Scrape your jug out really well to get all that banana goodness (because it's the only healthy part of this recipe, except maybe the eggs - they've got protein right?). Then use that same jug to measure out your vegetable oil. See? Dual purpose measuring jug - fewer dishes to wash! Pour that into your floury/banana mixture, and then add the vanilla extract and the eggs (cracked open of course). You're nearly done! Easy peasy!

Everything in the bowl

The rest of it

Now for the wooden spoon. It too can have a dual purpose. See, your kids might suspect something is up by now and may have ventured into the kitchen to see if they can have a taste. That spoon comes in really handy for shooing them away.

Once they're gone, give the spoon a quick clean and use it to mix all your ingredients together. If things are a bit dry and not really coming together, you can add a little bit of milk. Mix it up real good (as they say where I'm from) until you can't see the dry stuff anymore.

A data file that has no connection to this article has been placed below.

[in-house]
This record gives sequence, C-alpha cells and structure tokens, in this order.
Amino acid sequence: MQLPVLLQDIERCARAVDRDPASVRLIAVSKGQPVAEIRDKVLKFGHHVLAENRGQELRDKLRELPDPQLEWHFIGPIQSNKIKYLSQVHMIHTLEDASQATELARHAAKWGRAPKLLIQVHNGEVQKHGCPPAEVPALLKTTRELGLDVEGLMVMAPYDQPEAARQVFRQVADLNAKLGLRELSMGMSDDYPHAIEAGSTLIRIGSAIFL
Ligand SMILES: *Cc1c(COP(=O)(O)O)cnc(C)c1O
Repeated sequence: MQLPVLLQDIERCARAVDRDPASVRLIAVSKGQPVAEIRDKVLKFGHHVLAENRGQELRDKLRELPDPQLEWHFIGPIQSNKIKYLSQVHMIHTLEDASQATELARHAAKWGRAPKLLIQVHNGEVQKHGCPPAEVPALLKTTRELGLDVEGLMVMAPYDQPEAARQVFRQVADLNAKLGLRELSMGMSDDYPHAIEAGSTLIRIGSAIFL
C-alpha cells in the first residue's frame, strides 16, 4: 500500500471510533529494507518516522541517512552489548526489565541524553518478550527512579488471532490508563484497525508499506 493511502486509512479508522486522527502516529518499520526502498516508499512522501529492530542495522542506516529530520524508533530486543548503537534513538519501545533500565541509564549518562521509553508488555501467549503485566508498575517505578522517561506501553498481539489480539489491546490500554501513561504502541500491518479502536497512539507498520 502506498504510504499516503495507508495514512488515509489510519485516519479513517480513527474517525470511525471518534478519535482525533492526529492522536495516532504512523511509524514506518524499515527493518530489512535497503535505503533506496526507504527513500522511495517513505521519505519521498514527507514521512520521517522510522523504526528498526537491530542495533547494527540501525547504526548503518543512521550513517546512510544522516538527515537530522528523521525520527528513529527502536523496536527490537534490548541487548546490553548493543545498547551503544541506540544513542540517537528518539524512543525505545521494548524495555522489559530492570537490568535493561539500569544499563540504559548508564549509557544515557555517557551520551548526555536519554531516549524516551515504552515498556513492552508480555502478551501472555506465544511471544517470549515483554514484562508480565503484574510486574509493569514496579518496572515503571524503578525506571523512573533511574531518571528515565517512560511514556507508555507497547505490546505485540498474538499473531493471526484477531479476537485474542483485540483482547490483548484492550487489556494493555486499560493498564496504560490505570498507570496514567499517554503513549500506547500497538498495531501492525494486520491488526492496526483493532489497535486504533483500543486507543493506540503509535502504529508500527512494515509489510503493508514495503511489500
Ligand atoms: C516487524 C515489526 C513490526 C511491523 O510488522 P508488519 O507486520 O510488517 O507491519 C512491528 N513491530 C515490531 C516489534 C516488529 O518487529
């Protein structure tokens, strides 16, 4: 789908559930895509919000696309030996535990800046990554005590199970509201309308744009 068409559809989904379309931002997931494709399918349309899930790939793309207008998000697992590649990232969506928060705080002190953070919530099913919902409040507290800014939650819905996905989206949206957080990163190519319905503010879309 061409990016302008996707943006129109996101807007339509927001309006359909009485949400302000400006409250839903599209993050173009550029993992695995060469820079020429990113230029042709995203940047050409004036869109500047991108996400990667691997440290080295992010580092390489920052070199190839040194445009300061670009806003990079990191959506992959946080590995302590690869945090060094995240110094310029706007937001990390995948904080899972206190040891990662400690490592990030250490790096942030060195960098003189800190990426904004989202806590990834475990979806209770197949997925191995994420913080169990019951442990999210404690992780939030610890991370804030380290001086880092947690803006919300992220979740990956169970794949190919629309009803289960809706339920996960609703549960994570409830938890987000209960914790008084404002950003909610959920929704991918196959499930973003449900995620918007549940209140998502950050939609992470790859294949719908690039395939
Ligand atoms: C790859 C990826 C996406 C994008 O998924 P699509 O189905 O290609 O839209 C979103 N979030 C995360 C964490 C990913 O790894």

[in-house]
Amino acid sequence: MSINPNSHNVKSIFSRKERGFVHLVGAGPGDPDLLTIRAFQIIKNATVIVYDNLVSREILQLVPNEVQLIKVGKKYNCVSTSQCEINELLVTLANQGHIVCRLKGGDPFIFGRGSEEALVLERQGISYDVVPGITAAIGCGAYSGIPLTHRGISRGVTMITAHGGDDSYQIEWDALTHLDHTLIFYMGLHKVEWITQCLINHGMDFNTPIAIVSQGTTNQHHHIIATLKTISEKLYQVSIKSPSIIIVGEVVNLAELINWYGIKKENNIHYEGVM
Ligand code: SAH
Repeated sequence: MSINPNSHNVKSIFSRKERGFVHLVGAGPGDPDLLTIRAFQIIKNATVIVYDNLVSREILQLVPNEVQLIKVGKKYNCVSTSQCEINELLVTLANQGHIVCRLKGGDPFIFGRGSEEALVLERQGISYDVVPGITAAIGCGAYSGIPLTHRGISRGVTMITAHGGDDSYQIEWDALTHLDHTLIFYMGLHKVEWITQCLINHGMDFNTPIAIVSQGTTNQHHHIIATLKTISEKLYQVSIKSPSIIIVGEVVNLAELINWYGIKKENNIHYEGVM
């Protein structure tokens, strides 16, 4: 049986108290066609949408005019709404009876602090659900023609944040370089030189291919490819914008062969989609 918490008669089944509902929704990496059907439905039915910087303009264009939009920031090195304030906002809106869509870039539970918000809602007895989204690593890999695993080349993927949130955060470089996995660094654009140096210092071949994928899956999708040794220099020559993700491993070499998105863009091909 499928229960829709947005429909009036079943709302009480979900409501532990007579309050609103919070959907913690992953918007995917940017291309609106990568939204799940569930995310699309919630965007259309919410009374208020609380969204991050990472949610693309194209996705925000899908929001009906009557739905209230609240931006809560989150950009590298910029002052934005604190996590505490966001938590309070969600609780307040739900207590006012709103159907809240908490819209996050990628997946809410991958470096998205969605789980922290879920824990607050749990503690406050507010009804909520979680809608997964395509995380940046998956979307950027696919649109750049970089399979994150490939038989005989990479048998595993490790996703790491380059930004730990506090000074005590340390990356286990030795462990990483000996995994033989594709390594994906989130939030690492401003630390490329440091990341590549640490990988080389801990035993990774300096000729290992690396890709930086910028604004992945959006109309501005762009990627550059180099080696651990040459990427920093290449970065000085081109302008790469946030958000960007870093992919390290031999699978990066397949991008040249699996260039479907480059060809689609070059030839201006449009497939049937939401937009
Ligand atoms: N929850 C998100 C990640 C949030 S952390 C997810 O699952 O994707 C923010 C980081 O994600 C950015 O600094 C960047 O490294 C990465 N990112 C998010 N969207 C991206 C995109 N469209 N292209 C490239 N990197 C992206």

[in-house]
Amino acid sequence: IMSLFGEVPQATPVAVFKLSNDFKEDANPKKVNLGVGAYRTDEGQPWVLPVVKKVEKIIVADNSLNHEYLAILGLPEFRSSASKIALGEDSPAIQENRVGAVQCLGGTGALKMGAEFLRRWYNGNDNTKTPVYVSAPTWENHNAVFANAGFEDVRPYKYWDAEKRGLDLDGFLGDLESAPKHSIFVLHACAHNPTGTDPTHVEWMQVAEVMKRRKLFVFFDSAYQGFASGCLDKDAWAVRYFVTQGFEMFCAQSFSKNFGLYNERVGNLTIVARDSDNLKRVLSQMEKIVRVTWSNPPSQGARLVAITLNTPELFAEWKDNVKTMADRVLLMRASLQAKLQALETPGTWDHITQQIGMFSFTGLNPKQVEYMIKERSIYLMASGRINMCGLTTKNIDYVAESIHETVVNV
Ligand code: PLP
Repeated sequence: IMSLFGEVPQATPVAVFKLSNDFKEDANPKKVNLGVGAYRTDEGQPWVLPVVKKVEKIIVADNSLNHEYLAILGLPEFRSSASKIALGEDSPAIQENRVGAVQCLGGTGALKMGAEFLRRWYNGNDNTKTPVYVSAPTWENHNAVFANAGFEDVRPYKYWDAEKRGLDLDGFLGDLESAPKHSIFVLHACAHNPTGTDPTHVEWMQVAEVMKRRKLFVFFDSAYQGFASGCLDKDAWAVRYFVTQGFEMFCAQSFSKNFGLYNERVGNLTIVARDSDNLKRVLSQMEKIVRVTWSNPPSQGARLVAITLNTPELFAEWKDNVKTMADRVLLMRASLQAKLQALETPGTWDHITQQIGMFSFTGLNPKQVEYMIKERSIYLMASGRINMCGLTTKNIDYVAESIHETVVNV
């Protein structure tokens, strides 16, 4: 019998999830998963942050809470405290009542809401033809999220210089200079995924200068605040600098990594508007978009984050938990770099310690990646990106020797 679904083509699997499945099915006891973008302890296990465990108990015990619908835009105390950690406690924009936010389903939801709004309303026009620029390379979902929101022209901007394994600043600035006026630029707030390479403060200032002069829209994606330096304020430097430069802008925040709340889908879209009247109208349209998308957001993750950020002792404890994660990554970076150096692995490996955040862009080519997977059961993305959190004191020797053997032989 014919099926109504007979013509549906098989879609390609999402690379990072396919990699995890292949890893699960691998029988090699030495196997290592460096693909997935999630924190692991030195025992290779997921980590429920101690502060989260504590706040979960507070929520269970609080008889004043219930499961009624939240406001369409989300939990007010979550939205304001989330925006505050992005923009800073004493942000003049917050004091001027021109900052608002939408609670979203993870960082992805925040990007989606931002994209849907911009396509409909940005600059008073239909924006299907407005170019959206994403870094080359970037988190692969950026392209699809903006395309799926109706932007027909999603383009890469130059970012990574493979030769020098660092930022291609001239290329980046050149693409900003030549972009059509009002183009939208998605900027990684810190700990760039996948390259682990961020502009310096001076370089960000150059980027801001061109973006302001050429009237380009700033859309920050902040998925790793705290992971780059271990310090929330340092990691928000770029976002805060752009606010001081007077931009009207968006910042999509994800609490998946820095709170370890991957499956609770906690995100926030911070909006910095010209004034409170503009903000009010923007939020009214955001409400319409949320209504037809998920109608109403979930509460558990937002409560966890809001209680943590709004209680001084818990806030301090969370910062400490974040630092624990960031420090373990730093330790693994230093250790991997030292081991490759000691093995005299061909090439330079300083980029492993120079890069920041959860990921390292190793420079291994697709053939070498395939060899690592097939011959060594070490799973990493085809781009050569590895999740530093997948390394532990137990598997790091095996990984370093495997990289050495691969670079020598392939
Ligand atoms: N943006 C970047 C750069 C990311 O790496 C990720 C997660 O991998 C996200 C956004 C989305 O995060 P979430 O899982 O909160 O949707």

Now, take a quick look around to see if anyone's watching, and have a lick! Here's your opportunity to say 'Oh I think maybe a bit more cinnamon' or something like that. You know, just in case someone walks in at the exact moment you stick your finger in your mouth.

All mixed up

Load 'em up!

Right, is it all mixed up? Does it taste divine? Excellent! Time to decant into your loaf or muffin tin. Now, the decision about which to use is entirely yours. If it's for a gift I tend to make a loaf because it's easier to package up. It's also heavenly when sliced and toasted with lashings of butter. However, muffins are easy to deal with - no slicing. And it's amazing how easily they pop into your mouth. So it's up to you.